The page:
Cisco Introduces 802.11ac Wave 2 Multi-Gigabit Technology Solutions

Cisco Introduces 802.11ac Wave 2 Multi-Gigabit Technology Solutions

 

 

 

 

 

 

 

 

Jeff Reed, VP and GM at Cisco introduced last week some new tech designed to ease jitters over migrating to 802.11ac Wave 2.

The big problem that’s coming with wave 2 is that a lot of businesses’ and organizations’ wired infrastructure will suddenly be outclassed by wireless access points theoretically capable of up to 6.8G. Reed demonstrates the severity of the issue with the following:

“How can you enable 6.8G wireless speeds being promised by 11ac Wave 2 when your wired port is limited to 1G because of Cat 5e cables? Even if you have cables that support faster speeds, how do you deliver PoE to the wireless APs? Can you do all this without expensive rip and replace of your existing cabling plant?”

Cisco’s solution? Catalyst Multigigabit technology in the forms of the 4500E, 3850 and 3560-CX Campus Switches. The switches achieve these results in a couple of ways, according to Cisco.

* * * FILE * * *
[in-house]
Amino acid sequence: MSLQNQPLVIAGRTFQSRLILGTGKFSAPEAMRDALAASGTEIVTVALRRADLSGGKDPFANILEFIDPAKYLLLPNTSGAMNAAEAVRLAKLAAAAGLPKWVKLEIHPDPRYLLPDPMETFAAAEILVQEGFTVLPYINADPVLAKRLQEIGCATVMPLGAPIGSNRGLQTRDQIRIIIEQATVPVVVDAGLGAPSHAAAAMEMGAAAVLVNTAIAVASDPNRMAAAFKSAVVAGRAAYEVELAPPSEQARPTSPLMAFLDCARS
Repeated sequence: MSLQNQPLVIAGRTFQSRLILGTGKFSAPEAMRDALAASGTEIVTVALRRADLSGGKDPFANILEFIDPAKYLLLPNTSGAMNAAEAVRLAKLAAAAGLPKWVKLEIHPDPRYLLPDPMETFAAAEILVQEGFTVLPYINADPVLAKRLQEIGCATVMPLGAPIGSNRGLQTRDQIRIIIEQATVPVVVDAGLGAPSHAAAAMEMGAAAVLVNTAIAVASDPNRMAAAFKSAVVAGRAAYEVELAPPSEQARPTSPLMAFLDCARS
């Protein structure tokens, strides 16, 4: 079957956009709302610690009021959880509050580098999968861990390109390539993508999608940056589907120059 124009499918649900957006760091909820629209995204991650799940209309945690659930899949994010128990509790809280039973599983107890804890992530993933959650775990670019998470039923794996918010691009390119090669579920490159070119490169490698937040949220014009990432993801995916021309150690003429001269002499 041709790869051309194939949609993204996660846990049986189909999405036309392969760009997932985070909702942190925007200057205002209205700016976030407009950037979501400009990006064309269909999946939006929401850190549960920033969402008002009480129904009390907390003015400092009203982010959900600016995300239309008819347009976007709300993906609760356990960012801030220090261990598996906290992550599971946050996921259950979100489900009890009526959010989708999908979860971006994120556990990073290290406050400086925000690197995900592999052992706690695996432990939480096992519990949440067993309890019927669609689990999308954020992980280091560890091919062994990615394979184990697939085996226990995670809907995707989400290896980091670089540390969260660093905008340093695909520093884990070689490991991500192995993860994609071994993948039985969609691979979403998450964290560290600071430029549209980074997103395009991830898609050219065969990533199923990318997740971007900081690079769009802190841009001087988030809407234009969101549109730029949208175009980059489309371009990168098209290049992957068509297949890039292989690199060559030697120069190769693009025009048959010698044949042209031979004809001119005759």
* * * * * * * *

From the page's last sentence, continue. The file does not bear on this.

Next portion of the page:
First, Cisco claims that their new technology “delivers speeds of 1G, 2.5G, 5G, and 10G on existing Cat 5e / 6 cabling.” Cisco backs up the claim by saying that the calculations behind that statement are based on NBASE-T Specifications. This means that you may not need to rip and replace all those wires after all. Cisco cites potential cost savings of $200 to $1,000 per port as a result.

Second, the solutions deliver “PoE, PoE+ & Cisco UPOE” to endpoints on multigigabit networks in order to power all those 802.11ac Wave 2 Access Points. That simplifies network design and installation. Third, the tech is interoperable with existing Catalyst Access Switches. Finally, Cisco says that it has “doubled the 10G density with new higher density line cards on our backbone switches, Catalyst 6800 and 6500-E.” That last improvement can be installed on any Catalyst 6500-E chassis that Cisco customers are using now.

With this announcement, it appears to me that Cisco is trying to achieve a first mover advantage and may try to lock as much of the market as it can into its brand of 802.11ac Wave 2 solutions. Notice how no mention was made of these new switches working well with competitors’ wireless access points. That said, many companies are still in the process of upgrading from 11n and wide-scale Wave 2 adoption is still a few years off, so competitors will have plenty of time to respond.

Doug Atkinson
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